|a whistler from way back|
Smuggler's Gulch, WA 1973
I come proudly from a family of whistlers. When we were small kids growing up in the valley it was my brother’s inimitable whistle that told me he was near (or at least within a whistle’s range). The puckering whistle has all range of melody, and when I could not or would not speak the whistle allowed me space in a place. Fingers in the mouth whistling was the style that suit my brother and Daddy. Those were bellows and shrieks with precise decibels and just as clear messages: “Get oveh here!” “Eh!” It took practice to get those fingers placed right for a bellow, and I do it when the need arises.
This space today is a place to welcome the whistling genes to pucker and crow like good laying hens do when they are in the throws of triumph...a new egg is laid! Several months ago I was listening to a radio show about Whistling Women and Crowing Hens. I was fascinated by the old British Isles ditty that stirred history to say that both -- whistling women and crowing hens, would come to a bad end. No doubt the Victoria Age deemed the attention whistling woman garnered destined for a bad end; and as likely true for a hen who would stir the silence of a barnyard to herald the coming of a fresh egg. For me, and many many others whistling is a joyful venture into voicing currents that are vibrant, joyful, mournful, fervent and in all a whistle signifies the whistler is fully alive today. In the years that I count as my life, there have been many, many losses. I know the multiple degrees of pain and realize more than not, this is part of being alive. When one more loss weighs heavy on the load, I still wish some one could chip in/pitch in/take over. That seldom happens, my life is still my life -- my kuleana, my responsibility. I have grown from the loss and the pain and come to know myself and my place in the world with greater acceptance. Perhaps growing older, my partnership with Creator/Akua is much stronger and I heal from the darkness into innocence once more.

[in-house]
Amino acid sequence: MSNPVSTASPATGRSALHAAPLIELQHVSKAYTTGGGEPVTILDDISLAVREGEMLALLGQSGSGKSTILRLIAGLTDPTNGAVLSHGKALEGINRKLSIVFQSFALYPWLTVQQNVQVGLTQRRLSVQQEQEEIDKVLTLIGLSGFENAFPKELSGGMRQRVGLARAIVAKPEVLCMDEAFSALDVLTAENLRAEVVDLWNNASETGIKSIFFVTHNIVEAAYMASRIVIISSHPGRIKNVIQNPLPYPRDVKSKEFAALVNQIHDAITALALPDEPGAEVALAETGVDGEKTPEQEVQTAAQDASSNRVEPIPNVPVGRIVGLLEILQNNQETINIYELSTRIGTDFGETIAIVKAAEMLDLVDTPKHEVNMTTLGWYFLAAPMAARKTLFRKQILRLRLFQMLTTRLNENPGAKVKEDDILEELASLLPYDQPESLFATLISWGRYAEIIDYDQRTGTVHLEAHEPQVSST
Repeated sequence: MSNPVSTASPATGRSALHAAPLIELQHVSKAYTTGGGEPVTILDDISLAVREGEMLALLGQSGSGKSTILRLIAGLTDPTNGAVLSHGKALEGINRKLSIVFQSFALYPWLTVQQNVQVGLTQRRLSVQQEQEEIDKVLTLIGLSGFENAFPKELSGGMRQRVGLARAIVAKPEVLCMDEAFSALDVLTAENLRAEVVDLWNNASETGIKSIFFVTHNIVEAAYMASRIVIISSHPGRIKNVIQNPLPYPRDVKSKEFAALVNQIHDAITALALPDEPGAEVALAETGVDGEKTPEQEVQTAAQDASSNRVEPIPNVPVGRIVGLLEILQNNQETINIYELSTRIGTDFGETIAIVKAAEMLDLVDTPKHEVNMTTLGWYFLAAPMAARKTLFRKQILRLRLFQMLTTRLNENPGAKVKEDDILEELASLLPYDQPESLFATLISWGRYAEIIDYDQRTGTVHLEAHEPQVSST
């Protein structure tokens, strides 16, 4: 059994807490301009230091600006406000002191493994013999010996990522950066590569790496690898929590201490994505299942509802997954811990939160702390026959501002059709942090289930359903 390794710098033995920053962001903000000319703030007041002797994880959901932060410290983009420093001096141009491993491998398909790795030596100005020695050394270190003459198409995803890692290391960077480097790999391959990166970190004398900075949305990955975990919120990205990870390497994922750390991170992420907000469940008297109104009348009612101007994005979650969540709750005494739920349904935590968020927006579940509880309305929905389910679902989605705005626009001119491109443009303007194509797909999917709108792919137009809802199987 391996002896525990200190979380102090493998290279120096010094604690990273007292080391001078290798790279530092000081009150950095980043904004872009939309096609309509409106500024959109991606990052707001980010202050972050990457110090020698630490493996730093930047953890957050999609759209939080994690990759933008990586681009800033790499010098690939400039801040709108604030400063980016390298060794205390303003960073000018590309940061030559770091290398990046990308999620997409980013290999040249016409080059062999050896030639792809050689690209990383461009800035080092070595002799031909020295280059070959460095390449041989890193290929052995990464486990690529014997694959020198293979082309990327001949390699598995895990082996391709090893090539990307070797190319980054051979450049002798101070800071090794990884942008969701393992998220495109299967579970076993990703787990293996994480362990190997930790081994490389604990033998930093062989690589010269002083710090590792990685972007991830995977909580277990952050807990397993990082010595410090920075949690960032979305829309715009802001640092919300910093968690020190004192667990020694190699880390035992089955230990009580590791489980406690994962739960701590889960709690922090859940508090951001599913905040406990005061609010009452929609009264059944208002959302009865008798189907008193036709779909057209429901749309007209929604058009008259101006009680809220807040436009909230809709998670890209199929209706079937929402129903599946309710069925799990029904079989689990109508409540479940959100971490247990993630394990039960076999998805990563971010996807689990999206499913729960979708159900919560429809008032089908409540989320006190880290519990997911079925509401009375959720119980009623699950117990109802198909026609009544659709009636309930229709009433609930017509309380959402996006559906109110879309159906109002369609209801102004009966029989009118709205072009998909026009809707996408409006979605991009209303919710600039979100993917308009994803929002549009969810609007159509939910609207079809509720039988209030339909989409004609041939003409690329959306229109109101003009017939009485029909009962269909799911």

Today I am whistling again with more vigor and joy in a very long time, and with three crowing hens to lighten my load, one day at a time. Joy comes with whistling and though there is pain something happens when an old gal like me steps out the vardo door and finds Henny Henny, Kou and Aka (the three black crowing hens) kick'n pine needles and venturing into new territory as escaped hens from the corral. An opened gate let them explore this new ground. They'd flown the coop so-to-speak, but not gone far. It must be part of the gifts of encouragement that Akua fashioned for today. What a sight! I've been a whistler from way back and with the space that comes from forgiveness and amends of all sorts, our crowing hens give me hope for better things coming. The Season of Light invites forgiveness and hope. Whistling does that too. Join in, pucker up and whistle.